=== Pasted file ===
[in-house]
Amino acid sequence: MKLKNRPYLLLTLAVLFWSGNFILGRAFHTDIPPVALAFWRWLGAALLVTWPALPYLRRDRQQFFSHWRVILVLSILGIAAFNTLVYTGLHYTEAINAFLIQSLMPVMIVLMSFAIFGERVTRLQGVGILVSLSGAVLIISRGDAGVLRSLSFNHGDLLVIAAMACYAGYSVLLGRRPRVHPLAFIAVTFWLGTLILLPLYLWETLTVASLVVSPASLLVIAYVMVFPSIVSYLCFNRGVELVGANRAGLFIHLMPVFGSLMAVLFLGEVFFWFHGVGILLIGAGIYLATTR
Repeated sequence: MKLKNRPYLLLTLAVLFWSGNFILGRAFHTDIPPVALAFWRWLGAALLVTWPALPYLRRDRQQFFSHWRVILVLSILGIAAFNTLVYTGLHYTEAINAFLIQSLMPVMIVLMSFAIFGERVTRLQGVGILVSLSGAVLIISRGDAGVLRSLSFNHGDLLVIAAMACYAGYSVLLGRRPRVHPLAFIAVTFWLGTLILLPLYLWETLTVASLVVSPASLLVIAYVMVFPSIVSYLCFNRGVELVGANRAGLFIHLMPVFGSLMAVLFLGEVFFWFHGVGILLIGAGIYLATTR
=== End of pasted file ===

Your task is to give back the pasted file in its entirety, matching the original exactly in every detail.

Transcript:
[in-house]
Amino acid sequence: MKLKNRPYLLLTLAVLFWSGNFILGRAFHTDIPPVALAFWRWLGAALLVTWPALPYLRRDRQQFFSHWRVILVLSILGIAAFNTLVYTGLHYTEAINAFLIQSLMPVMIVLMSFAIFGERVTRLQGVGILVSLSGAVLIISRGDAGVLRSLSFNHGDLLVIAAMACYAGYSVLLGRRPRVHPLAFIAVTFWLGTLILLPLYLWETLTVASLVVSPASLLVIAYVMVFPSIVSYLCFNRGVELVGANRAGLFIHLMPVFGSLMAVLFLGEVFFWFHGVGILLIGAGIYLATTR
Repeated sequence: MKLKNRPYLLLTLAVLFWSGNFILGRAFHTDIPPVALAFWRWLGAALLVTWPALPYLRRDRQQFFSHWRVILVLSILGIAAFNTLVYTGLHYTEAINAFLIQSLMPVMIVLMSFAIFGERVTRLQGVGILVSLSGAVLIISRGDAGVLRSLSFNHGDLLVIAAMACYAGYSVLLGRRPRVHPLAFIAVTFWLGTLILLPLYLWETLTVASLVVSPASLLVIAYVMVFPSIVSYLCFNRGVELVGANRAGLFIHLMPVFGSLMAVLFLGEVFFWFHGVGILLIGAGIYLATTR